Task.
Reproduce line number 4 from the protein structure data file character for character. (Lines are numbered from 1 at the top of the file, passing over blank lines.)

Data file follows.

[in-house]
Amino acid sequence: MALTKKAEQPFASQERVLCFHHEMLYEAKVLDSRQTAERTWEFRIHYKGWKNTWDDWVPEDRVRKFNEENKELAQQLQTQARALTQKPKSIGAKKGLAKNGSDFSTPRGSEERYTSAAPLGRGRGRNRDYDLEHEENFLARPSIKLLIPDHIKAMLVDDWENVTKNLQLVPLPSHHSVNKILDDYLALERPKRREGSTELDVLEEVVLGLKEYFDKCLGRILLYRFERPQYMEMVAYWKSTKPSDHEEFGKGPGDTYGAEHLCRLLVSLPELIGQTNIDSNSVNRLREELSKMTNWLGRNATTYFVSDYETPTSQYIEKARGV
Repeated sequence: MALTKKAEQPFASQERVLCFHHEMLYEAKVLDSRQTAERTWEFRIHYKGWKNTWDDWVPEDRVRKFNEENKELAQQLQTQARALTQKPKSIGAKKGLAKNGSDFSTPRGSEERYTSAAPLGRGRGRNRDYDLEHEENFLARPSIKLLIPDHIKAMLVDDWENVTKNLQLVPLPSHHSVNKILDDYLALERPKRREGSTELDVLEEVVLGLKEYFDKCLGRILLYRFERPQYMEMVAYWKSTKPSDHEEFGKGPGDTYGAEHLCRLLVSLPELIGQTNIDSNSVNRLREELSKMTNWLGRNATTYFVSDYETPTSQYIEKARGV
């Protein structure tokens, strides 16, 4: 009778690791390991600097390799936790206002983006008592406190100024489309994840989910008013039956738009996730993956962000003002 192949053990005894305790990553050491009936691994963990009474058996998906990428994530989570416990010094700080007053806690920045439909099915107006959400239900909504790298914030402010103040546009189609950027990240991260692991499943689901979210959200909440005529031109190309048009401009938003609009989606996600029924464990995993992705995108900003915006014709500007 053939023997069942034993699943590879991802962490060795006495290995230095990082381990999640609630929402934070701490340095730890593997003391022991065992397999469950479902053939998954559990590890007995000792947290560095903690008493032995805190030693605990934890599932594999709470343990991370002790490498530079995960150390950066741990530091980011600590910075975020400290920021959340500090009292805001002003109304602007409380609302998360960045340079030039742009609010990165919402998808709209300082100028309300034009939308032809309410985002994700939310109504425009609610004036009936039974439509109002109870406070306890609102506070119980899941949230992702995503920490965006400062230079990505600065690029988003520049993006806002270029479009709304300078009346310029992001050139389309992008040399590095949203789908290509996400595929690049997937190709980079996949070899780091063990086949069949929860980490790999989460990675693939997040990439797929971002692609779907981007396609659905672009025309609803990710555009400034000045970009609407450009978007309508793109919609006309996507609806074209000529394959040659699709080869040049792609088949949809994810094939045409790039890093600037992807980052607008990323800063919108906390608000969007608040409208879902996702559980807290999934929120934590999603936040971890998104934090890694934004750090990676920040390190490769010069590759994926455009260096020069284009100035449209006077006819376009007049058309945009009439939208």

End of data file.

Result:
């Protein structure tokens, strides 16, 4: 009778690791390991600097390799936790206002983006008592406190100024489309994840989910008013039956738009996730993956962000003002 192949053990005894305790990553050491009936691994963990009474058996998906990428994530989570416990010094700080007053806690920045439909099915107006959400239900909504790298914030402010103040546009189609950027990240991260692991499943689901979210959200909440005529031109190309048009401009938003609009989606996600029924464990995993992705995108900003915006014709500007 053939023997069942034993699943590879991802962490060795006495290995230095990082381990999640609630929402934070701490340095730890593997003391022991065992397999469950479902053939998954559990590890007995000792947290560095903690008493032995805190030693605990934890599932594999709470343990991370002790490498530079995960150390950066741990530091980011600590910075975020400290920021959340500090009292805001002003109304602007409380609302998360960045340079030039742009609010990165919402998808709209300082100028309300034009939308032809309410985002994700939310109504425009609610004036009936039974439509109002109870406070306890609102506070119980899941949230992702995503920490965006400062230079990505600065690029988003520049993006806002270029479009709304300078009346310029992001050139389309992008040399590095949203789908290509996400595929690049997937190709980079996949070899780091063990086949069949929860980490790999989460990675693939997040990439797929971002692609779907981007396609659905672009025309609803990710555009400034000045970009609407450009978007309508793109919609006309996507609806074209000529394959040659699709080869040049792609088949949809994810094939045409790039890093600037992807980052607008990323800063919108906390608000969007608040409208879902996702559980807290999934929120934590999603936040971890998104934090890694934004750090990676920040390190490769010069590759994926455009260096020069284009100035449209006077006819376009007049058309945009009439939208």